The Evolution of Mara Dyer (Mara Dyer #2)
by Michelle Hodkin
Release Date: October 23rd, 2012)
2013 Simon & Schuster Books for Young Readers
Hardcover Edition; 527 Pages
Genre: Fiction / Young Adult
Source: Review copy from publisher
3.5 / 5 Stars
Mara Dyer knows she
isn't crazy. She knows that she can kill with her mind, and that Noah
can heal with his. Mara also knows that somehow, Jude is not a
hallucination. He is alive. Unfortunately, convincing her family and
doctors that she's not unstable and doesn't need to be hospitalised
isn't easy. The only person who actually believes her is Noah. But being
with Noah is dangerous and Mara is in constant fear that she might hurt
him. She needs to learn how to control her power, and fast! Together,
Mara and Noah must try and figure out exactly how Jude survived when the
asylum collapsed, and how he knows so much about her strange
ability...before anyone else ends up dead.
The Evolution of Mara Dyer is a good follow-up to The Unbecoming of Mara Dyer and I did enjoy it and thought it was a fun read. That being said however, there were parts that I thought were unnecessary, or rather repetitive, and I think I am one of the few people who is not a huge fan of Noah and his sexy, bad-boy, tormented-boy image. In fact, his change of personality from the first book to this one was a bit off-putting as it felt like the author was trying to make changes to her characters in terms of fan feedback.
The creepy atmosphere of the first book was present in this one and it is something that I enjoyed quite a bit. The sense of alienation, and the mix of fantasy and reality, gave the novel that out-worldly sense that 'all was not right with the world' feeling, and I liked the mood the author set quite early on in the novel. Waking up in a mental institution set the tone right from the start, and you get the feeling the author is trying to make the reader unsure whether Mara's experiences are real of fantastical. Unfortunately, I don't think it quite worked, and while I felt sorry for Mara during her experiences, the only time I really felt a connection to her was when she was trying to deal with her parents or her brothers, trying to make them understand that what was happening to her wasn't PTSD, but something else entirely. And while I got that they were somewhat skeptical, I kept thinking that Mara's mother is a psychologist and aren't psychologists supposed to LISTEN, which is something that Mara's mother was lacking. I understand she was upset, and probably not thinking objectively, but she is a trained psychologist.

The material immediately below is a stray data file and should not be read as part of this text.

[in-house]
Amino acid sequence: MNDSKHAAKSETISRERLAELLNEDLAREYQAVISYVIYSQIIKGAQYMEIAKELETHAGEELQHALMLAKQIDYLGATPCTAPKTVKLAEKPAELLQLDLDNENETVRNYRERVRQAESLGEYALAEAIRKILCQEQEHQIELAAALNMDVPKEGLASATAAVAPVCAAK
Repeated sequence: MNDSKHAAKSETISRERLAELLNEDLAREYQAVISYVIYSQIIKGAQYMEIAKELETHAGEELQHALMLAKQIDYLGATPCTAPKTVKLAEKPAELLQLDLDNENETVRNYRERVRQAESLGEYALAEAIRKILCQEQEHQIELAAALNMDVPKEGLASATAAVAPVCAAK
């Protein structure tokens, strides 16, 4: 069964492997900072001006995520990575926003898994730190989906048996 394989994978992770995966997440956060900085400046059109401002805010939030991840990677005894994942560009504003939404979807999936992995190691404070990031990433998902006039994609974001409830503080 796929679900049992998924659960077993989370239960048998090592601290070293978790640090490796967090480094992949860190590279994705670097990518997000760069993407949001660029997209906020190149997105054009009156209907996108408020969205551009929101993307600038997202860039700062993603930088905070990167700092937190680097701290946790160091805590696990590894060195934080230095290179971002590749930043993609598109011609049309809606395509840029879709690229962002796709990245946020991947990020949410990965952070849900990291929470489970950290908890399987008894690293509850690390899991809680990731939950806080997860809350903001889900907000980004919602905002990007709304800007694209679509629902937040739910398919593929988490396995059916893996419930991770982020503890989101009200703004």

I did like the story, and thought the plot was interesting, but to be honest, I did find it somewhat repetitive. I understood what the author was trying to achieve, but I think in her quest to make the reader question and be misled, the novel got a little convoluted for its purposes (not that I don't like a convoluted novel, as I do), and despite the twists and turns, the events sometimes seemed liked they happened over and over again (kind of like this sentence!!). As for Noah, I probably should not even start. Contrary to popular opinion, he was not one of my favourite characters. Couldn't Mara even think for herself without calling Noah every twenty minutes or so? And I don't find the 'damsel-in-distress and the hero saves the day' scenario that appealing. Which is exactly how Noah was portrayed; even going so far as having a bit of a fit because he wasn't there to save her on every occasion. Really? I'm still unsure as to how I feel about his personality change from the first book to this one where he was more the 'bad-boy' figure to this more gentle, understanding type of character; it didn't quite ring true to me. Don't get me wrong though, I didn't dislike Noah, but I do like a stronger female character who doesn't depend on her boyfriend for solving all of her problems, and I felt like the secrecy element was pushed too far. Jamie and Daniel however, are a whole different story. Can we please see more of them in book three? Loved those characters, and would definitely like to see them more involved. And can Mara at least have one female friend? Now Jude I liked, for his sadistic tendencies, and his creepy behaviour, and I am dying to know more about his story.
The Evolution of Mara Dyer is one of those novels that I felt didn't quite live up to the hype that it was given, but it certainly did have a lot of promise. I felt like the author tried too hard to create a story that was complex and convoluted, to the point where it kind of got away from her, and real tidbits of information were not fed to the reader leading to frustration and disappointment. We're going into book three without really knowing what we are dealing with, and only a little bit of background story. I did like the setting and thought the creepiness matched the emotions in the story, and felt the author did a credible job trying to make Mara neurotic, yet sympathetic at the same time. I didn't like it as much as the first novel in this series, but still enjoyed it. I am looking forward to the third novel, The Retribution of Mara Dyer, to be released November 4th, and hope that my many questions will finally be answered.